2.) Can you tell us a little about the book?

The book titled "The Parade with the Drums" is a children's book that attempts to open the door to discussions for conscientious parents who would like their children to know that they're being raised in a society, with a government, with rules and laws that they, as citizens, have a responsibility to participate in.

3.) Tell us a bit about the artist who did the beautiful pictures in the book and the medium used.

Wenzel was a wonderful artist to work with.  I noticed his work had both a 'revolutionary theme' to it, and was also quite visually appealing. When I approached him, he was immediately on board with the project and working with Anonymous.

His methods for this production were to sketch the basics out on paper, scan it into a computer, and then begin painting over the elements using a digital stylus.  After that phase was completed we did a thorough visual review, more review than most publication companies conduct and made changes until the artwork was in exceptional form.  Wenzel worked from some notes I had made about the scene I imagined, and what he drew was always far better than what I saw in my mind.  As we worked together, the visual art inspired changes to the dialogue; each of our forms of art influenced the output of the other.  I can only describe the amount of time we spent on the work as "outlandishly unprofitable."  My hope is that both of us can be further compensated and go on to produce more works.

4.) Why a children's book?

As a young publication company, you have pretty much no recognition in the world and no hope of getting an influential book distributor to carry your books.  If our first book were a 500 page novel, we'd have to do a lot of work convincing say a book store clerk to read it or suggest it to their boss to read.  With the children's book, we've eliminated that pain.  Our book can be read in a single span of a 10 minute talk, it's very telling of what our publishing house is about, and is complete with attention getting color pictures.  There are a lot of good children's books out there.  I recommend Dr. Sues' work, but there's a detachment to that work...  It's a good detachment, but it's overpowering.  I wrote The Parade with the Drums to be useful for specifically explaining to children that they have rights and a community of neighbors to protect through non-violent demonstration. That was the most compelling personal reason for which I wrote the story.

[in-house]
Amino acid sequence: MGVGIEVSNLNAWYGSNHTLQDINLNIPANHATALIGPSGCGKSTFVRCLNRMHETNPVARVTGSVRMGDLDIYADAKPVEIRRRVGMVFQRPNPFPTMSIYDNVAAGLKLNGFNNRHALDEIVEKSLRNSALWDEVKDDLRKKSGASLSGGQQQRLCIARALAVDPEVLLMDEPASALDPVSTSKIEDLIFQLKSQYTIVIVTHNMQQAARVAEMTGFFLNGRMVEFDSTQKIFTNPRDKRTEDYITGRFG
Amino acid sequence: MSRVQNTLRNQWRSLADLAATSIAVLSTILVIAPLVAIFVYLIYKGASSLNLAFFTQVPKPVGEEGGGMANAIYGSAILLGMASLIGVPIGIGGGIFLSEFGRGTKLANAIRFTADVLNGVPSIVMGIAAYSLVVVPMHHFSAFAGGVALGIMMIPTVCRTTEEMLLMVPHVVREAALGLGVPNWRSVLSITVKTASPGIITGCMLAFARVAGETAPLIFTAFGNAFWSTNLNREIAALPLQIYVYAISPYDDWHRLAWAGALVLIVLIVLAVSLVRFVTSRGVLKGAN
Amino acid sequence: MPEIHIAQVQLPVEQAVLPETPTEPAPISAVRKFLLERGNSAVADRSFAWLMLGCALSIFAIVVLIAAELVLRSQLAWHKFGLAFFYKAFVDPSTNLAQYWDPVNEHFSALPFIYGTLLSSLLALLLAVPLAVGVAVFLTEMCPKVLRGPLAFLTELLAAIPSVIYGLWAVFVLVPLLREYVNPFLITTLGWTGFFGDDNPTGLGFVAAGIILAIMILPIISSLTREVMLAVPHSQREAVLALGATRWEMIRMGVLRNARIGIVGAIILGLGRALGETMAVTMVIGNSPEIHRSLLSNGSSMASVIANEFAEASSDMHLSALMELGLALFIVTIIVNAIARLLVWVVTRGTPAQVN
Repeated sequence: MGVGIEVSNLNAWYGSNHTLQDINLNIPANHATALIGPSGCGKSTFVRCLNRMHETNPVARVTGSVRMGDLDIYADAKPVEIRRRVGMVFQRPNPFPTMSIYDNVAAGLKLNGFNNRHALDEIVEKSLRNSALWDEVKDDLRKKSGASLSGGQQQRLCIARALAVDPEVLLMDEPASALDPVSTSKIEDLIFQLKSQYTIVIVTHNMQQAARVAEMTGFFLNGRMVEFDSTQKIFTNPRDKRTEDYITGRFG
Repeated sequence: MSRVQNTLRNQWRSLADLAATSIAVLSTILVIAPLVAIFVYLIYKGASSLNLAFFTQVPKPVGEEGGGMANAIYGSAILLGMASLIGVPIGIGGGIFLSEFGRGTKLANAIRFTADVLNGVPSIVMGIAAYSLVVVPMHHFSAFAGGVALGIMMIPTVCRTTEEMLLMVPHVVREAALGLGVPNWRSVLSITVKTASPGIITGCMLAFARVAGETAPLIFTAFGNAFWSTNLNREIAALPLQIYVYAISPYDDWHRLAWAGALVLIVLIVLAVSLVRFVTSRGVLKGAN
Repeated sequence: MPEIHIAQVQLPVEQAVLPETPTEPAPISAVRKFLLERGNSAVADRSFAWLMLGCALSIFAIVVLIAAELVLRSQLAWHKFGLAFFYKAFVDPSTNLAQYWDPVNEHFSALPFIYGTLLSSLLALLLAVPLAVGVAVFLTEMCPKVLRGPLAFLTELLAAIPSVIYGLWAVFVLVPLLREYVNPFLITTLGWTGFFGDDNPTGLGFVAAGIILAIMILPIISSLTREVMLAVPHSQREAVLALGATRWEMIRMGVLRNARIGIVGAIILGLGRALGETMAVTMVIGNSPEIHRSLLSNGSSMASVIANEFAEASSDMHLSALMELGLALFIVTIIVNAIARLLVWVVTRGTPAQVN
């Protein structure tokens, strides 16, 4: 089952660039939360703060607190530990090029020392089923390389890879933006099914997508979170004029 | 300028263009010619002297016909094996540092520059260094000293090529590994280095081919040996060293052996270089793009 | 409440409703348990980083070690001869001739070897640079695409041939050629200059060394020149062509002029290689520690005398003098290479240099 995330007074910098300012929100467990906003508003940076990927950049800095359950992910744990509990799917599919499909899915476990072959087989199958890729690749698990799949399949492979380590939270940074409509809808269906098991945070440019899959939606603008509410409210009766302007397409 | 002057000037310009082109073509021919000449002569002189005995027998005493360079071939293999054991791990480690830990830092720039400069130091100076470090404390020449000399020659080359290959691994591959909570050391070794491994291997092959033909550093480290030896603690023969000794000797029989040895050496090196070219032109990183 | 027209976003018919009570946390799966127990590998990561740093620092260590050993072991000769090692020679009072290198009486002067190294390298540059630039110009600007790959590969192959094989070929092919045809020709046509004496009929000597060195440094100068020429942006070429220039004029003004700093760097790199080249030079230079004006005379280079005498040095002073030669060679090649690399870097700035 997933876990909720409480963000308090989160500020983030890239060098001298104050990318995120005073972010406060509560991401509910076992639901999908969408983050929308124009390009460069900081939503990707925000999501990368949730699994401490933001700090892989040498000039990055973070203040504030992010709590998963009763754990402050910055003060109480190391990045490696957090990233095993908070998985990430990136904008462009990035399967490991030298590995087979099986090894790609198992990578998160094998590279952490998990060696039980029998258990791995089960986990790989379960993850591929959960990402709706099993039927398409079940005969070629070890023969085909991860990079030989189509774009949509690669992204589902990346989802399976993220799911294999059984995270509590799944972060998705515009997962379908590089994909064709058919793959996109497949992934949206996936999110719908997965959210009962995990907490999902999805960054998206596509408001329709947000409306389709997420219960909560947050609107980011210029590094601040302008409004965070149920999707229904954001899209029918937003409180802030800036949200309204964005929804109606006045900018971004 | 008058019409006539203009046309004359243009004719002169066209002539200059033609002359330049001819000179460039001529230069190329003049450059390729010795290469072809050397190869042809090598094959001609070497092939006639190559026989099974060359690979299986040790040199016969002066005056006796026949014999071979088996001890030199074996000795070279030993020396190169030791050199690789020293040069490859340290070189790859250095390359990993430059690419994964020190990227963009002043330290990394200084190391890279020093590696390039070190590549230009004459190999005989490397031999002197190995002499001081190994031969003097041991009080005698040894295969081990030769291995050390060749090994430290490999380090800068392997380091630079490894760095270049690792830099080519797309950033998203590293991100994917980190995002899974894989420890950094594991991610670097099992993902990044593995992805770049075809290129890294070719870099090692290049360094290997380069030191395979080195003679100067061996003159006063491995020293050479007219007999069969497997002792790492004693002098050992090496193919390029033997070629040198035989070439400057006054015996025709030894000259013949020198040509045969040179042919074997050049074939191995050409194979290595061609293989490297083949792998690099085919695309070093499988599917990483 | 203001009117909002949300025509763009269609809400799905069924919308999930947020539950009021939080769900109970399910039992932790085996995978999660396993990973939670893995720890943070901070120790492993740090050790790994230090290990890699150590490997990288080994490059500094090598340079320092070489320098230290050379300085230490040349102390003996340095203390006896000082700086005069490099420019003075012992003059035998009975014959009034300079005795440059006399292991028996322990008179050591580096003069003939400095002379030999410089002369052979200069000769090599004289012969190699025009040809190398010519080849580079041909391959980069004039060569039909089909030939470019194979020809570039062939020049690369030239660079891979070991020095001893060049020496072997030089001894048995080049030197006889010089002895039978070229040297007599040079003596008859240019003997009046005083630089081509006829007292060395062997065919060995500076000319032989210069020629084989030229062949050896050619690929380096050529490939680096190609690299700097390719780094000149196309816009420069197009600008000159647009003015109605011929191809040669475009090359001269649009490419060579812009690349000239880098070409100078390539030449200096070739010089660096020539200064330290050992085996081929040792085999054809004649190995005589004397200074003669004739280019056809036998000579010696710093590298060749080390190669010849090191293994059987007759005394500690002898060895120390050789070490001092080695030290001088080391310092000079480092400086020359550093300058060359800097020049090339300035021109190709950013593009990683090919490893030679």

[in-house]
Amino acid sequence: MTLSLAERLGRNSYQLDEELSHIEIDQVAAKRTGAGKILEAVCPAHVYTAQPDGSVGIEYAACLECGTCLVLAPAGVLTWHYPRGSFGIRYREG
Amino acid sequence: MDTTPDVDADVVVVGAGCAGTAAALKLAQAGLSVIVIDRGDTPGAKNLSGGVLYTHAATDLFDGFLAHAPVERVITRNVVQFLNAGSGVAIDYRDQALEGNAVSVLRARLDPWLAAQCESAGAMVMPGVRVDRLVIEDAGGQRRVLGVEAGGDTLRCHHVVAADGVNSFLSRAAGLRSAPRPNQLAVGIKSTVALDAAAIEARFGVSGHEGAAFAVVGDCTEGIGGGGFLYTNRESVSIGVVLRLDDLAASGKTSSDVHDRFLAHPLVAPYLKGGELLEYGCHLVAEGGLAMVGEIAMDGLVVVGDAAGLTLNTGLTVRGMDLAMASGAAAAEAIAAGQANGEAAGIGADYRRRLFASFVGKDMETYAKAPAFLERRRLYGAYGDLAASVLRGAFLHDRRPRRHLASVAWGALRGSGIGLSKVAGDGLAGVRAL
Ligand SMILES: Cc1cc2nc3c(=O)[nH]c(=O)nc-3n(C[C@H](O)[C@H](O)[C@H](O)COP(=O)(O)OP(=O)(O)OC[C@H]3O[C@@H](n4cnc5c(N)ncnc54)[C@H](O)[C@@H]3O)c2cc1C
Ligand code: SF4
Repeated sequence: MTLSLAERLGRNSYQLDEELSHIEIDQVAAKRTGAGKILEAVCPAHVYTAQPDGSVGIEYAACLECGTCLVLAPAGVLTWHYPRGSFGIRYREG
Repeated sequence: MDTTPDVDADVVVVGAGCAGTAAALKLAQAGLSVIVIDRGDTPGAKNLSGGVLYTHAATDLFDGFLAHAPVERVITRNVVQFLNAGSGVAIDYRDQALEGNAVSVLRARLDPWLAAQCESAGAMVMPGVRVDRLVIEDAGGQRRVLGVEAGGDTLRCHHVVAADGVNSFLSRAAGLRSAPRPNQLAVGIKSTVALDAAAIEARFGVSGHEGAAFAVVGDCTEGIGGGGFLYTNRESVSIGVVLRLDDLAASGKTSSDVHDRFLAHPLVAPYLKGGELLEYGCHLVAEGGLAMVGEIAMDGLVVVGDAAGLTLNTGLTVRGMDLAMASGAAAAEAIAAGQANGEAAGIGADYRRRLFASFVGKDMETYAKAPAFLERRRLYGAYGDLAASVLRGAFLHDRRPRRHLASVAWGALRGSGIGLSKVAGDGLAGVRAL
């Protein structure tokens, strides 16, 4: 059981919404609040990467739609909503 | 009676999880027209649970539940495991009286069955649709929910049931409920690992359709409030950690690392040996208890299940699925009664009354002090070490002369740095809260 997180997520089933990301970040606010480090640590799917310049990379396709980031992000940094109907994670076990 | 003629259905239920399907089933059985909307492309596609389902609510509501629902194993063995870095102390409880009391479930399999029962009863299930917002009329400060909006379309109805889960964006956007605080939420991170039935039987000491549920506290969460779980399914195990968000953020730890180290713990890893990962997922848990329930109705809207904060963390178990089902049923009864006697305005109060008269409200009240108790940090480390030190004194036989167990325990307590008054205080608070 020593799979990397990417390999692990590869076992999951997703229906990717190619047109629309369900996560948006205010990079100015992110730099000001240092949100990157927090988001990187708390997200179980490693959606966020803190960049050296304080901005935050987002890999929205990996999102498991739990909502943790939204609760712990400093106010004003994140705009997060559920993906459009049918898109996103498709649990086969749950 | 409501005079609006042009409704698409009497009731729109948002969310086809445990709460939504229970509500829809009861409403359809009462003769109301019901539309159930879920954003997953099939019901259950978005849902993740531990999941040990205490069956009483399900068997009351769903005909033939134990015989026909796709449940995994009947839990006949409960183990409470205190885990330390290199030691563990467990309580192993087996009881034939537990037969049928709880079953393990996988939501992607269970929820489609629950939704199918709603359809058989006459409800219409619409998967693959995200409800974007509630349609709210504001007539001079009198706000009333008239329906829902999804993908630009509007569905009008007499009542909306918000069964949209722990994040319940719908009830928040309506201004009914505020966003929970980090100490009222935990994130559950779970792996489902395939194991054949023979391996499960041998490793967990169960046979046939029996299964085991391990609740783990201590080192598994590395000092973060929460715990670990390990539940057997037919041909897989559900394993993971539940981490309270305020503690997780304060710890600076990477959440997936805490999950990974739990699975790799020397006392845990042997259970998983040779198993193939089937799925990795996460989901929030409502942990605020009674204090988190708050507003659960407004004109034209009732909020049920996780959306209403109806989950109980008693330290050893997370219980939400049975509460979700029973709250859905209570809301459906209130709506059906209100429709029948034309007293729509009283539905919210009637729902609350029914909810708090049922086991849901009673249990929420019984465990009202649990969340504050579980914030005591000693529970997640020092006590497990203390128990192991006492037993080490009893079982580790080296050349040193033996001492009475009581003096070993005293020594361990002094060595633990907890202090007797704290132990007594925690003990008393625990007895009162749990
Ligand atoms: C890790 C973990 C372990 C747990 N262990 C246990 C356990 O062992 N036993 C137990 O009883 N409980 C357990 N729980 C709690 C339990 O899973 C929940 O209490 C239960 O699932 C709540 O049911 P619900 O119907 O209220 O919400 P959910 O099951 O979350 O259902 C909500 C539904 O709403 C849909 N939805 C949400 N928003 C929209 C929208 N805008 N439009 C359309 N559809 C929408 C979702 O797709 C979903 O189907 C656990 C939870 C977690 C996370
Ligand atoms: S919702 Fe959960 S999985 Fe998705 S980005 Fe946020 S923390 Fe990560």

5.) What central theme would a child take away from readng this book? An adult?

That depends on what age of a child you're reading to.  Young audiences are just very curious about why it's happening.  If you have a child in the "why?" phase, don't read the book until you're ready to explain the 1st amendment, how lucky we are to have a country that wasn't completely corrupt from it's inception, how other kids aren't allowed to wave that sign, and how even in our own country, sometimes the people in charge forget about some of our most important laws.  There's nothing directly in the actual narrative "that's too deep" for a particular age.  The word 'law' is used, and that's a tough one to explain, but it can and should be done.

For parents, they get "opportunities" to point to some of the background elements in the book and explain, for instance, a young girl holding a sign that says "We Have a Right to Assemble in Public."  An adult might read through and put together a lot more than just our fundamental human rights.  They'll see financial corruption issues, media corruption

issues, government failure concerns, and this is all depicted entirely through the visuals brilliantly rendered by Wenzel along side the actual story.  They might have a greater appreciation for what it means to demonstrate peacefully.

6.) Writing a children's book could be considered "indocturinating" children into the movement. What is your response to that?

Before I tackle this question, I just want to say, it's the duty of all parents to pass on their moral beliefs to their children.  They shouldn't be learning what they can and can't do to people (or what other's can do to them) completely on there own, still figuring it out as they're turning 20, that's horrible parenting.  I've seen kind parents in the hippy crowd let their kids act however they want, just sitting back and letting their children develop on their own... cartoons come into play.. and suddenly their cute little angles are complete monsters, the exact opposite personalities of their parents.  To fail to instil a healthy set of moral principles into one's child is to fail as a parent.